• Scott Snider

4 Bone-Chilling Student Loan Mistakes to Avoid

Does your student debt give you the chills?

Being a fairly new resident to Jacksonville, Florida, and having not yet lived through a winter season, I didn't realize how cold it could get this time of year. I thought Florida was supposed to always be warm. Boy was I wrong. It has been in the low 40s for much of the winter. Brrrr! I envisioned myself on the beach while everyone else freezes back in my hometown, Columbus. Let's just say I'm really glad I didn't throw out all of my sweaters and winter coats when my wife and I moved our family south.

Speaking of cold snaps, owning warmer clothes will never cure the chill I get every time I see a costly student loan mistake. These errors quite frequently cost a borrower $20,000 - $50,000. For higher education degrees, like doctors and lawyers, those mistakes can often exceed $100,000

Unfortunately, I see too many young professionals mismanaging their student debt. The pattern is more recurring than I care to admit. Quite frankly, much of the mismanagement stems from borrowers being paralyzed to do anything. They are overwhelmed with the reality of managing 15 loans with 4 different lenders. Imagine managing your other debt this way, like a car loan or a mortgage... It would be a nightmare. The problem is, it truly is a nightmare if you carry a significant amount of student debt.

While I fight off my cabin fever, I decided to use that time to help other student borrowers cure their bad dreams. Having helped several clients overcome their own set of student loan problems, one of the best ways to get in front of the issue is to make more borrowers (and their parents) aware of what pitfalls they should be avoiding. Today's blog article will kick-off by examining the 4 most common student loan mistakes and what you can to do to avoid those landmines. Then, I will present 2 case studies, as seen with my clients. That way current and future borrowers understand just how important it is to have a solid game plan in place.



The biggest mistake I commonly see with Federal student loans is a young professional that is too eager to lower their high interest rate debt through refinancing. On the surface, this makes complete sense because refinancing is how we have been conditioned as consumers. The impulse is to immediately reduce the interest cost with one of the big advertisers like SoFi or CommonBond. It's not a knock against these companies, but their brand awareness has made it such that the borrower fails to consider other alternatives, like debt forgiveness.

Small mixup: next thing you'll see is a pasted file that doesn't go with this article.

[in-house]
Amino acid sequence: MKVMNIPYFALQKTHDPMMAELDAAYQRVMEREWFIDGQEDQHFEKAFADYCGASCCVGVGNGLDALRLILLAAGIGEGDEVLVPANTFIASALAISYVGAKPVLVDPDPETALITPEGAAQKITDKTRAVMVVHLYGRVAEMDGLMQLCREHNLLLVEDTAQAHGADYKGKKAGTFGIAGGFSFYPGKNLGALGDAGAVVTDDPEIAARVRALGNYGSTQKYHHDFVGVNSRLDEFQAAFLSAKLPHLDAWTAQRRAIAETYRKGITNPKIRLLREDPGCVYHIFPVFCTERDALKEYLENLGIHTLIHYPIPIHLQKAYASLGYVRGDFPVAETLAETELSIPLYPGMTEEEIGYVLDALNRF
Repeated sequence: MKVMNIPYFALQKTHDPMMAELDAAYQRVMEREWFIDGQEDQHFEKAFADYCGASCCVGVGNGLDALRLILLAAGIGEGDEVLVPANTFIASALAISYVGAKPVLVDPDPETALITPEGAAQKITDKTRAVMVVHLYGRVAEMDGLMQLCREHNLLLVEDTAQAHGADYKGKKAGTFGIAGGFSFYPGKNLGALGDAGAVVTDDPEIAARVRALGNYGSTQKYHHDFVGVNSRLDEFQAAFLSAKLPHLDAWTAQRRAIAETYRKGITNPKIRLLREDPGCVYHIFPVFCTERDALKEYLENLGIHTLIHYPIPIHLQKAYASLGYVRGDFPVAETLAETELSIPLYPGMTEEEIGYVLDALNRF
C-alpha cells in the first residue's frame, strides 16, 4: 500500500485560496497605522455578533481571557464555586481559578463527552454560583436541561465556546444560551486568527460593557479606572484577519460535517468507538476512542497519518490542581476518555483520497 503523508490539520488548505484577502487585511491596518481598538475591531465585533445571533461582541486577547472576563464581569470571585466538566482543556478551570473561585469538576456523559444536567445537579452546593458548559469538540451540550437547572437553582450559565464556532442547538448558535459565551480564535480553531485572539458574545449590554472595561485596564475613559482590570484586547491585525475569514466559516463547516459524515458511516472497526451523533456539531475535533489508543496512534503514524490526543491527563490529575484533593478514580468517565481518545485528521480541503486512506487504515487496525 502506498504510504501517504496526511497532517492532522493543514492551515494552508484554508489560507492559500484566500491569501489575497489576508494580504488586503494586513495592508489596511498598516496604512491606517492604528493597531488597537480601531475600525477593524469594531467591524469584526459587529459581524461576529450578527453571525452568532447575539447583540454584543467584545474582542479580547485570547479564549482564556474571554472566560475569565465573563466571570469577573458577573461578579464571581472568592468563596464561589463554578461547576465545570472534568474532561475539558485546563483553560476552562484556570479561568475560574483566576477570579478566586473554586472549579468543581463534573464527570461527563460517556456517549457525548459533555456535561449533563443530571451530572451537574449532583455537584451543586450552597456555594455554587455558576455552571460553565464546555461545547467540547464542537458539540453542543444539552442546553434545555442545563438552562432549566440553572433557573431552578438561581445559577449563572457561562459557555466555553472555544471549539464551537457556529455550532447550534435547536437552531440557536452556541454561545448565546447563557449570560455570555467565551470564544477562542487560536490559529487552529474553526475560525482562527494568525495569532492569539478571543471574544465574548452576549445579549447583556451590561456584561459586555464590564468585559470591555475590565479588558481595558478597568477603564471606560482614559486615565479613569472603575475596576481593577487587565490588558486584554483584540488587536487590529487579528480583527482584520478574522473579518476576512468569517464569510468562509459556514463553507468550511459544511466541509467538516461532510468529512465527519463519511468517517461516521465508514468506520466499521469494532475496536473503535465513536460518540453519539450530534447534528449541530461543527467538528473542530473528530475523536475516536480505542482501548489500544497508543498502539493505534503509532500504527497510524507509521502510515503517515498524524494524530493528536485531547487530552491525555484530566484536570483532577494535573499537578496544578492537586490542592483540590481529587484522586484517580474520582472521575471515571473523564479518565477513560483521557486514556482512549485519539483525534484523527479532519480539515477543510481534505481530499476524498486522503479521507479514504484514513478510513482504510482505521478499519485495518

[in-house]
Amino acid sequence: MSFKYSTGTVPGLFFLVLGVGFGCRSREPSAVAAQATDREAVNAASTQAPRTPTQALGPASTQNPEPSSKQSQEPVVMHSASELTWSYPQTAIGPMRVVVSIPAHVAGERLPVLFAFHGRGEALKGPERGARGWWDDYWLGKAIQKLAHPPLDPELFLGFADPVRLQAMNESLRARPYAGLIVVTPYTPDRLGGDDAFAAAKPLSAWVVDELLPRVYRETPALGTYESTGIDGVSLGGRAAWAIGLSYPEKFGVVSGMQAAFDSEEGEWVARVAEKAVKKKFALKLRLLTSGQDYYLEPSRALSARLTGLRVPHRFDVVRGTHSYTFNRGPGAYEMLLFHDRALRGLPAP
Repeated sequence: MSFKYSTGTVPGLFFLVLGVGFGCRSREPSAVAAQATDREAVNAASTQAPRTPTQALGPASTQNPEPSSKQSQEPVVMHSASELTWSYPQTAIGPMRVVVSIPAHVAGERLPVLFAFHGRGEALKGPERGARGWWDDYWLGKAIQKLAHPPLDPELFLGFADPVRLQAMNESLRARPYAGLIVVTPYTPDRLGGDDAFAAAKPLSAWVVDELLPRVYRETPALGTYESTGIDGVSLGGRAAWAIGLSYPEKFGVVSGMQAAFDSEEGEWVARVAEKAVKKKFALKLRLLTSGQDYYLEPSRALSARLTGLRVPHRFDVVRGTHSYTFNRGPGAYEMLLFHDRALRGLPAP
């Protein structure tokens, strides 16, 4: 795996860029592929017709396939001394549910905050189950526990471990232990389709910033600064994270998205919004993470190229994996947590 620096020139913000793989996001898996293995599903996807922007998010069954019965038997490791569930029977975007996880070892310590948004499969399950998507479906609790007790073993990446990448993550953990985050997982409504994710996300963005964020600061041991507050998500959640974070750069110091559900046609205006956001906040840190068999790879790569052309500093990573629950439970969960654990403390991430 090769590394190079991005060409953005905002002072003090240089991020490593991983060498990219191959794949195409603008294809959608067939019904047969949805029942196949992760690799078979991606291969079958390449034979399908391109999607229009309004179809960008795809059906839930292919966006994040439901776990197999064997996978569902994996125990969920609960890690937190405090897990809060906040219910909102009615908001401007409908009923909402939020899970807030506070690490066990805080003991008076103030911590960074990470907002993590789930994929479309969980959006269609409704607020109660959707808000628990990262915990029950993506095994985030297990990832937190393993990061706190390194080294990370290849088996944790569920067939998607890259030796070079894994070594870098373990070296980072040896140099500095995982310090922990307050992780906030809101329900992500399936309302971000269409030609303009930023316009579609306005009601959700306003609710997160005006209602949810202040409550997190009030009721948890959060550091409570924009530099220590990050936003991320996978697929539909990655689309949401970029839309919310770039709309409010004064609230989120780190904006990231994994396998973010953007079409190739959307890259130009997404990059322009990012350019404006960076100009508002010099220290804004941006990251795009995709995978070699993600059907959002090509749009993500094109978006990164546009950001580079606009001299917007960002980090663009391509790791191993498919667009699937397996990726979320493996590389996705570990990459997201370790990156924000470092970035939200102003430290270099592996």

Essentially, there are 2 forms of debt forgiveness -- Public Service Loan Forgiveness (PSLF) and long-term debt forgiveness (debt gets cancelled in 20-25 years). Furthermore, there are 3 types of Income Driven Repayment (IDR) plans that are necessary for qualifying for debt forgiveness -- Pay As You Earn (PAYE), Revised Pay As You Earn (REPAYE), and Income Based Repayment (IBR). The big one, PSLF, is available to full-time employees (30+ hours) of a qualified public service organization (501.c.3). In order to qualify for PSLF, the borrower has to make on-time payments under PAYE, REPAYE, or IBR for 120 months and then any remaining debt balance gets forgiven, tax-free. 

Why are making payments under PAYE, REPAYE, and IBR a good thing? Because monthly payments under PAYE and REPAYE are calculated by taking your income minus 1.5X the poverty rate (discretionary income) and multiplying that number by 10%, divided by 12. IBR uses the same formula, except that it is 15% of discretionary income. Unless you are making the big bucks, these payment plans will be far less than the 10-year standard repayment plan. Note, there are other nuances to these IDR plan that I am leaving out of today's article for the sake of brevity. 

Assuming you are able to pay a lower amount under one of the IDR plans and qualify for PSLF, the odds are your savings will be greater than what you get from refinancing when your debt balance exceeds your annual gross income. In addition, the lower payments with an IDR plan can still be better for someone who can't afford the standard payment plan, and is able to get their debt forgiven through the long-termer options that take 240-300 months. I suggest using caution, as there are tax issues to watch out for. More on that later (see mistake #4).